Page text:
Peripheral Arterial Disease and Claudication | Treatment

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Can PAD and claudication be treated?

Yes. PAD and claudication are often treated with diet and exercise, and sometimes medicine. People who have PAD or claudication should not smoke. It is important to bring down high cholesterol, high blood pressure and high blood sugar levels.

A walking program is very helpful. You should walk at least 4 times a week for 30 to 60 minutes each time. Walk until the pain is too uncomfortable to continue. Stop and rest until the pain goes away. Then start walking again. If you start a new exercise program, such as walking or stair climbing, begin by exercising slowly and gradually increase the time you spend exercising. You may see improvement in your symptoms within 2 months.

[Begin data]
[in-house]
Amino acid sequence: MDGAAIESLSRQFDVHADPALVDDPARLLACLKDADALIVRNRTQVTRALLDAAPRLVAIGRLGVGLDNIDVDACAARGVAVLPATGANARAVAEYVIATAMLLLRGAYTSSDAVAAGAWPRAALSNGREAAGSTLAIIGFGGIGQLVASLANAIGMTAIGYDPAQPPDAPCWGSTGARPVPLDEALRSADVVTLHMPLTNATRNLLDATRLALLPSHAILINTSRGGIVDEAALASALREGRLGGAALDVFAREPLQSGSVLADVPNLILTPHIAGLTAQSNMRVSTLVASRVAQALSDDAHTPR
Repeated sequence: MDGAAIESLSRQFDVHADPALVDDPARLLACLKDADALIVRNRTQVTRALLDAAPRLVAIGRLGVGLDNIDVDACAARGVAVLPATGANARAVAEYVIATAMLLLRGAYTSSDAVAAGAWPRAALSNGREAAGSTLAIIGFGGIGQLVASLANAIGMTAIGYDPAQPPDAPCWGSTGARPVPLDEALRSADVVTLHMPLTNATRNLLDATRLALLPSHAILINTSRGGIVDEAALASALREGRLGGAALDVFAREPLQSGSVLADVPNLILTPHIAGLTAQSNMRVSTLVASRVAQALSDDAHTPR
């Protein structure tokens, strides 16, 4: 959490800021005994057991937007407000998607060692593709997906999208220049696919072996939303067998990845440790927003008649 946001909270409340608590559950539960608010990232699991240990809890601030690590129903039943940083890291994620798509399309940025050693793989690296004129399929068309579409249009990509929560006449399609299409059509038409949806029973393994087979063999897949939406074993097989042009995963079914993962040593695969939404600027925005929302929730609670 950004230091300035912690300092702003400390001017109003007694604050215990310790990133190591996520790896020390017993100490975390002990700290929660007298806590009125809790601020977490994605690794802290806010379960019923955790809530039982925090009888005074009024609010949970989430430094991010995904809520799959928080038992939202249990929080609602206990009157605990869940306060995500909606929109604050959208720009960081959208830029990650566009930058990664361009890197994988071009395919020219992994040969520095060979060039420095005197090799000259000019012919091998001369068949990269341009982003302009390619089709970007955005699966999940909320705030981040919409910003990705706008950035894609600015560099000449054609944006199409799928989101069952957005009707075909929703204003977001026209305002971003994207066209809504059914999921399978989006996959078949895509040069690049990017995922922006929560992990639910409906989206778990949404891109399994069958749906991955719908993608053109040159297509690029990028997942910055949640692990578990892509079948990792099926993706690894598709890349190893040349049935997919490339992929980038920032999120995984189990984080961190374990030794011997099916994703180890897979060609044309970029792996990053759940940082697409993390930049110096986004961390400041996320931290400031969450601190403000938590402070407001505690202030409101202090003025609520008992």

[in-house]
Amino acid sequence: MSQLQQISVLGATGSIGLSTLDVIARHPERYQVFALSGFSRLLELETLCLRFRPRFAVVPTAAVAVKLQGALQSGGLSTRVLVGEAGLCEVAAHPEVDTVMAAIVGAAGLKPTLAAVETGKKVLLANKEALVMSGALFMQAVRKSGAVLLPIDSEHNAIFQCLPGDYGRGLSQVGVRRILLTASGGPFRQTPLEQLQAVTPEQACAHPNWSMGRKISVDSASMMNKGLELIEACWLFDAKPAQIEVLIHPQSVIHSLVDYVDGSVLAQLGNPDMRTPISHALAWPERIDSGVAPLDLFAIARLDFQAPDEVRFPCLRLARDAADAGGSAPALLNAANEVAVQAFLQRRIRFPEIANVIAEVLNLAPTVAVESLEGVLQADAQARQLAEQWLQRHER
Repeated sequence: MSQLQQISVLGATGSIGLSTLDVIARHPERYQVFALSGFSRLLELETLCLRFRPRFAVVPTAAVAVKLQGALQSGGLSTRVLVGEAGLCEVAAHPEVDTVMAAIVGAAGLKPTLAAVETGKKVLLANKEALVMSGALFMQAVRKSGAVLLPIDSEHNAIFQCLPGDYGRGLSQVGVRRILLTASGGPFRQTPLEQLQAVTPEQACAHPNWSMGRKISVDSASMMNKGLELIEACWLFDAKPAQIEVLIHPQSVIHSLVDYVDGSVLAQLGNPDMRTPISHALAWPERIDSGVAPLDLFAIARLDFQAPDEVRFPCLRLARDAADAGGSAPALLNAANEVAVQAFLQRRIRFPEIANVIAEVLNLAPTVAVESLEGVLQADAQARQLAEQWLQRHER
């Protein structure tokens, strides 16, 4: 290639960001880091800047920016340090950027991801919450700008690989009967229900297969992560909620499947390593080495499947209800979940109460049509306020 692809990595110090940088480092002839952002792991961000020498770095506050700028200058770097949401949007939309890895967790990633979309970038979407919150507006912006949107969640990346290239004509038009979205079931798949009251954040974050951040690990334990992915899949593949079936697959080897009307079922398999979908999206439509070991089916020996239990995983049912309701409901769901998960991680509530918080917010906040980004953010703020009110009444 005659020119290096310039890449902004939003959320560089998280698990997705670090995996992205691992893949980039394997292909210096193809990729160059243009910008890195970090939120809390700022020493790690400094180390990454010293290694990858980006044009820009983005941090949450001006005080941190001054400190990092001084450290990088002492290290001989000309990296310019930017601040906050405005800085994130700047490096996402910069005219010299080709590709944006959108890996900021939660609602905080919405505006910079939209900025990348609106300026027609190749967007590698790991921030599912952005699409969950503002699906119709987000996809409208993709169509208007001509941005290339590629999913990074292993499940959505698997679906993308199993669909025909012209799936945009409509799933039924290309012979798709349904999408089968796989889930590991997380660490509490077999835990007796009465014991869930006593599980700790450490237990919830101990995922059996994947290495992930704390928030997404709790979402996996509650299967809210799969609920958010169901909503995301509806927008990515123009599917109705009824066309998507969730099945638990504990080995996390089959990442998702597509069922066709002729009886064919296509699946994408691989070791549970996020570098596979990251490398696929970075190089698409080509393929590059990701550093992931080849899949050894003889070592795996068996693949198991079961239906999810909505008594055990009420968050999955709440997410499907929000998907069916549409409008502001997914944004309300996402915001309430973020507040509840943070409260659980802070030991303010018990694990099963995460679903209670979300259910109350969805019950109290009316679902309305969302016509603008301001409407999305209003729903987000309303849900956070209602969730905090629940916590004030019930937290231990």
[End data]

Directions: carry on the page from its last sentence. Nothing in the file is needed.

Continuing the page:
Medicine can help some people who have PAD and claudication. Pentoxifylline or cilostazol may help your claudication. Ask your doctor if medicine is right for you.

If your arteries are badly blocked, you may need angioplasty (say: "an-gee-oh-plas-tee") to open them up. During an angioplasty, a thin tube called a catheter is inserted into the artery. A small balloon on the tip of the catheter is inflated. This helps to open up the artery. The balloon is then deflated and removed. Sometimes a device called a stent (a small wire mesh tube) will be left in the artery. The stent will help hold the artery open. Angioplasty is normally done while you are awake.

If the narrow area of the artery is very long, you may need to have bypass surgery. For the surgery, your doctor will take a vein from another part of your body. The vein will be attached above and below the narrowed part of the artery. This lets the blood flow around the narrowed area. Sometimes a synthetic (man-made) graft is used instead of a vein.

Written by familydoctor.org editorial staff

Reviewed/Updated: 01/11
Created: 09/00

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